Cucumber question

Adopting a vegan diet requires some planning, and often, a little compromise. Given the nature of the food industry and our access to quality foods, it’s not always possible to comfortably get all your body requires from a vegan diet to function properly. Instead of compromising your vegan ethics, consider taking a few supplements to strike a healthy balance. The following necessary supplements in a vegan diet outline what it is you may be missing.

Staunch non-vegans often argue that a vegan diet couldn’t possibly be natural if it requires supplementation. However, this argument doesn’t take into consideration the fact that the world has changed considerably since its naturally purist beginnings when soil was richer and we spent more time outside, under the sun, and eating locally-grown food. Whether we are inherently supposed to be vegan or not, those who choose a vegan lifestyle, for either dietary or animal-conscious reasons, should be aware of the necessary supplements that complement a vegan diet. 

1. Vitamin B12

Vitamin B12 is the largest and most complex vitamin known to man. It is essential for the normal functioning of the brain and nervous system as well as for the formation of blood. It is involved in the metabolism of the body’s cells and affects DNA synthesis and regulation as well as fatty acid synthesis and energy production. The top sources of the vitamin include clams, oysters, muscles, liver, caviar, octopus, fish, lobster, crab, beef, lamb, cheese, and eggs. So you can imagine it’s not the most readily available vitamin in a vegan diet. Plant sources no longer cut it (it was once abundant in our soil and thus on fruits and vegetables, but soil quality has diminished its presence). Therefore, it is advisable to take a B12 supplement. The recommended dose is 25 to 100 micrograms per day, or 1,000 micrograms two to three times per week. Get a blood test administered to designate a more appropriate and individualized dose.

2. Vitamin D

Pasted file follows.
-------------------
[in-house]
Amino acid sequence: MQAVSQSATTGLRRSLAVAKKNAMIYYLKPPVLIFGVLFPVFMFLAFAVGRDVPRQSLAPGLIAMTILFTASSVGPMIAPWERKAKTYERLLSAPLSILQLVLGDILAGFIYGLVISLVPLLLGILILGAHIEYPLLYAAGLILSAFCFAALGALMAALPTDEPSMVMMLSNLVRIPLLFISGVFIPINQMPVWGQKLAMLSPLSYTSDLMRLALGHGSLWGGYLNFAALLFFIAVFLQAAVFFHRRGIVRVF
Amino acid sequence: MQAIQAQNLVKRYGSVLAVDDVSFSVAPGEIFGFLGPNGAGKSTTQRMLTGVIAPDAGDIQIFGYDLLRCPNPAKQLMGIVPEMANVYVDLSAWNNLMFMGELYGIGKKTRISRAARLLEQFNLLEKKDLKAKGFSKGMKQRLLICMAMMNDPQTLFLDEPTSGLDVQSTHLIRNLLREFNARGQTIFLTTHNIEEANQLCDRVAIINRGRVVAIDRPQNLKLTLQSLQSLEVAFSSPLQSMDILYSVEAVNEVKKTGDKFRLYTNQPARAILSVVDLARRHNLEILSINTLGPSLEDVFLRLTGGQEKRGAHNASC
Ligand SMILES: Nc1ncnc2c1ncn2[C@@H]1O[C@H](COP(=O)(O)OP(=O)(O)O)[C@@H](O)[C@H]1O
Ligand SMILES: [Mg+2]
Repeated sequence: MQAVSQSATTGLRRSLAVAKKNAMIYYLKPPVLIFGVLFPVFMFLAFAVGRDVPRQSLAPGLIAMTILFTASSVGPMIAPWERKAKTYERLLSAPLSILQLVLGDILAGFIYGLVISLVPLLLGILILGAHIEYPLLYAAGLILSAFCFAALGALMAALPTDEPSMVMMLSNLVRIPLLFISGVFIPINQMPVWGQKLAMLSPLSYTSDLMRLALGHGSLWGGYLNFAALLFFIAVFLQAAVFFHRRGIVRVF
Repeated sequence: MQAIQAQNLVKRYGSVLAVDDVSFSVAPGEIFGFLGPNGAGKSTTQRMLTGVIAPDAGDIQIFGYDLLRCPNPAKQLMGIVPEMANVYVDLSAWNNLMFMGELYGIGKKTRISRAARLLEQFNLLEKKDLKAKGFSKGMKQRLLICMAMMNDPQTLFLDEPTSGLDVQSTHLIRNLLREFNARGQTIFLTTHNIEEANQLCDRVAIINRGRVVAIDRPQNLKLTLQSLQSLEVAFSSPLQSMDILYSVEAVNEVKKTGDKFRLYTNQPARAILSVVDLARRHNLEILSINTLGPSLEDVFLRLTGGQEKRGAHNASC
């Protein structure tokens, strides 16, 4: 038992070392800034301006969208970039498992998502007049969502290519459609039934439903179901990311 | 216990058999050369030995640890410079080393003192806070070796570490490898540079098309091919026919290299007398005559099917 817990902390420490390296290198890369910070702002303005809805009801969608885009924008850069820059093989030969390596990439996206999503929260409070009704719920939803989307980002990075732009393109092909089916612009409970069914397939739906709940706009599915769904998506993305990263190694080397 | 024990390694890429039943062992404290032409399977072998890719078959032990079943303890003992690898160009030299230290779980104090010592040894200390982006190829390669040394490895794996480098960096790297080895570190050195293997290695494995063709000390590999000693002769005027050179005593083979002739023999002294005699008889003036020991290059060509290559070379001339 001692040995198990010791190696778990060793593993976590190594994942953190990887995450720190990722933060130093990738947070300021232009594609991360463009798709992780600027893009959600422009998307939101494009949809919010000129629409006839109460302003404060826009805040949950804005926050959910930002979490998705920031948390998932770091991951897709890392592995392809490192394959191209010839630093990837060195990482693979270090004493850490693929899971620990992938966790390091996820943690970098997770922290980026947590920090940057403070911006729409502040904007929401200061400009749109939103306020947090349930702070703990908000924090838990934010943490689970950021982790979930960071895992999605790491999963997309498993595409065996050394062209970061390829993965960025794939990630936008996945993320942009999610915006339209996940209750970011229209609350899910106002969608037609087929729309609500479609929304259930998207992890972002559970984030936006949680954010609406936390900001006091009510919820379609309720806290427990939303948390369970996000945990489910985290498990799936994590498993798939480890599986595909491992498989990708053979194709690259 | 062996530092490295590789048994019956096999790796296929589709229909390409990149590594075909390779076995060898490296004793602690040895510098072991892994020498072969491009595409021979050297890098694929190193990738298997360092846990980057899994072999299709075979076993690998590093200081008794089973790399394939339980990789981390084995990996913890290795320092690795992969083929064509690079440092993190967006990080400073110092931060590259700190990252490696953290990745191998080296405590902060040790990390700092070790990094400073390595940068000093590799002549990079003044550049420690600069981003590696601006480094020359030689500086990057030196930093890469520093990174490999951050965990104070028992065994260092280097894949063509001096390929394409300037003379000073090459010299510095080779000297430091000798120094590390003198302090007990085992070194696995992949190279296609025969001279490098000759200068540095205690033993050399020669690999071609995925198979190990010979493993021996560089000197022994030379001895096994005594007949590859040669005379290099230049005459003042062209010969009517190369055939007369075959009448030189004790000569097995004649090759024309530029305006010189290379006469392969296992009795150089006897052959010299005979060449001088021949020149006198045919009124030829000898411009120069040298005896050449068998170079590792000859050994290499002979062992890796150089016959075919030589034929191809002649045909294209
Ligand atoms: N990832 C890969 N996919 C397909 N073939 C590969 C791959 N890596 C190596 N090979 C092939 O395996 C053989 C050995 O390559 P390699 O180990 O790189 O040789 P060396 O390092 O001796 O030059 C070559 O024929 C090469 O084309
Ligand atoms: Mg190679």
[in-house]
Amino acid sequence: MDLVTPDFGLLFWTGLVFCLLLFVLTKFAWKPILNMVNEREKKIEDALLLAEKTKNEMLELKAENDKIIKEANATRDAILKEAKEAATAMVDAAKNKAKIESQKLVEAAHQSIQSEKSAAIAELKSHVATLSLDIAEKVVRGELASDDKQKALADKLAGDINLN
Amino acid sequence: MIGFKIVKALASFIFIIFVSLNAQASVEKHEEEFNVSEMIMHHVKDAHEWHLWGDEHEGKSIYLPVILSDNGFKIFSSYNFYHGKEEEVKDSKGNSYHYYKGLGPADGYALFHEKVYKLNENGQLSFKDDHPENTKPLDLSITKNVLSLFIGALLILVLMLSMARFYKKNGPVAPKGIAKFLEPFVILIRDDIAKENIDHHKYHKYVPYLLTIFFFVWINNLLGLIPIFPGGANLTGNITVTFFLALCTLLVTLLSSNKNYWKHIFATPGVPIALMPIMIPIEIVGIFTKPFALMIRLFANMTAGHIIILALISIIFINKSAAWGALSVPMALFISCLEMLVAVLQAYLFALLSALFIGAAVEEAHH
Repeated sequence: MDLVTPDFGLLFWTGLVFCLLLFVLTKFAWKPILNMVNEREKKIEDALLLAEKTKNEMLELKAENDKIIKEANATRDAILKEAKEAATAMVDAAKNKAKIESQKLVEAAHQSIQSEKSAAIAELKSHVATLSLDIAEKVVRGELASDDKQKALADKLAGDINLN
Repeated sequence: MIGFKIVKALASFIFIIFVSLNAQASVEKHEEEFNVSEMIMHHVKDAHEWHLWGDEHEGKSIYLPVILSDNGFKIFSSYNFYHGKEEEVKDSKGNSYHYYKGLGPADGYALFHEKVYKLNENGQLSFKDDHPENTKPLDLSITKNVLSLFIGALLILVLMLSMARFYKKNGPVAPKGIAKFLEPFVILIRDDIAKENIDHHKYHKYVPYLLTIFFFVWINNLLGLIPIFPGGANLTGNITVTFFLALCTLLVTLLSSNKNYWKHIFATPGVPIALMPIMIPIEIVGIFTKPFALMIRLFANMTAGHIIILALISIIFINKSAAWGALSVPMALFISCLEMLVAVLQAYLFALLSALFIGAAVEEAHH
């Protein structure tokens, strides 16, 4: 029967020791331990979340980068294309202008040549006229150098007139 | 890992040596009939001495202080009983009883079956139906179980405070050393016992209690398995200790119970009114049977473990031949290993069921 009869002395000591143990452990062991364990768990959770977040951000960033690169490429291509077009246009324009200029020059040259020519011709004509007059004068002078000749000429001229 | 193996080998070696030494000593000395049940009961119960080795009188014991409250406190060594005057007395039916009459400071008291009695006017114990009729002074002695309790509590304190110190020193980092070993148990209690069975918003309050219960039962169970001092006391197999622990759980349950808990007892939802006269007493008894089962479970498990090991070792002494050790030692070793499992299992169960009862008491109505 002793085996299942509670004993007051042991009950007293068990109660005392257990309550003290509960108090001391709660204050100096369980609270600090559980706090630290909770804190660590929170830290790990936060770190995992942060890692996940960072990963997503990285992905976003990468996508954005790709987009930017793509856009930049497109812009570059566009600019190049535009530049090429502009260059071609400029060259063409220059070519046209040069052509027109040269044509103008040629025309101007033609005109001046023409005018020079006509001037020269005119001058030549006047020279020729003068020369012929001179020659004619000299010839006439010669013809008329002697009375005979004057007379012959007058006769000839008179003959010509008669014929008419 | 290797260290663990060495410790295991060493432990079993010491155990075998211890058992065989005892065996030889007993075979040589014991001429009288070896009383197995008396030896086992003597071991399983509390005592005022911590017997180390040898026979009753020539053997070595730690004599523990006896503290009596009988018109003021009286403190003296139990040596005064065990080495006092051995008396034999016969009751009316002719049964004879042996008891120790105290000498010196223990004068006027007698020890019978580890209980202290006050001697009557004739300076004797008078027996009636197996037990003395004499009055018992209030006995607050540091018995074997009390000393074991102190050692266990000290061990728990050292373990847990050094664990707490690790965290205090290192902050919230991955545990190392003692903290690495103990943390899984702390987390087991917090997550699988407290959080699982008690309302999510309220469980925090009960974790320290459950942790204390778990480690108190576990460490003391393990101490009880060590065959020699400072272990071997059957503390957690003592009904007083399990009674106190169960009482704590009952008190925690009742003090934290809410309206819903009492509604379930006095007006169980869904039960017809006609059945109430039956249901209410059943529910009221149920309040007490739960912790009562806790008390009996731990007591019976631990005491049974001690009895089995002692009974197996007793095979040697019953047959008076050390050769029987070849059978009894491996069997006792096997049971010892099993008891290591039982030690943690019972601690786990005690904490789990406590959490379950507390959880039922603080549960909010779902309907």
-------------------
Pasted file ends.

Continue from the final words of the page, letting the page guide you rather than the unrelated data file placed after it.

Unless you live in a sunny place and are often outdoors sans sunscreen, your body probably isn’t making enough vitamin D. Most of us, omnivores included, don’t get enough vitamin D, which can lead to colon cancer, high blood pressure cardiovascular disease, osteoarthritis, immune-system abnormalities and infections. Very few foods are considered a good source of vitamin D. The best sources are fatty fish, such as salmon, tuna, and mackerel and fish liver oils. Other small amounts are found in beef liver, cheese and egg yolks. Most people get their dose from fortified foods and it may be necessary for you to take a supplement if you aren’t getting enough in your diet, that is, unless you’re a mushroom person. The recommended daily allowance for vitamin D is approximately 600 IU for those between the ages of 1 and 70, although this number may be higher or lower depending on your individual needs.

3. Iron

Iron is necessary to make red blood cells, which get carried around the body. A lack of iron can lead to iron deficiency anemia. Iron is often found in red meat and fortified foods. However, it is also present in greens, grains, dried fruit, soybean flour, nuts, and chocolate. Unfortunately, the iron from plant sources is harder for the body to absorb than the iron from meat sources. But, with a rounded diet of greens, nuts, and grains (don’t forget chocolate!), it shouldn’t be too hard to get the daily 14.8 mg per day for women and 8.7 mg per day for men.

4. Iodine

Iodine is a trace element that is crucial in thyroid function and the metabolism of cells, and it is especially necessary during pregnancy. Omnivores source most of their iodine from dairy products, as well as iodized salt, seafood, kelp, and plants grown in iodine-rich soil. The regular consumption of sea vegetables may be enough, but if not, supplement with some 150 mcg per day.

Photo Credit: erix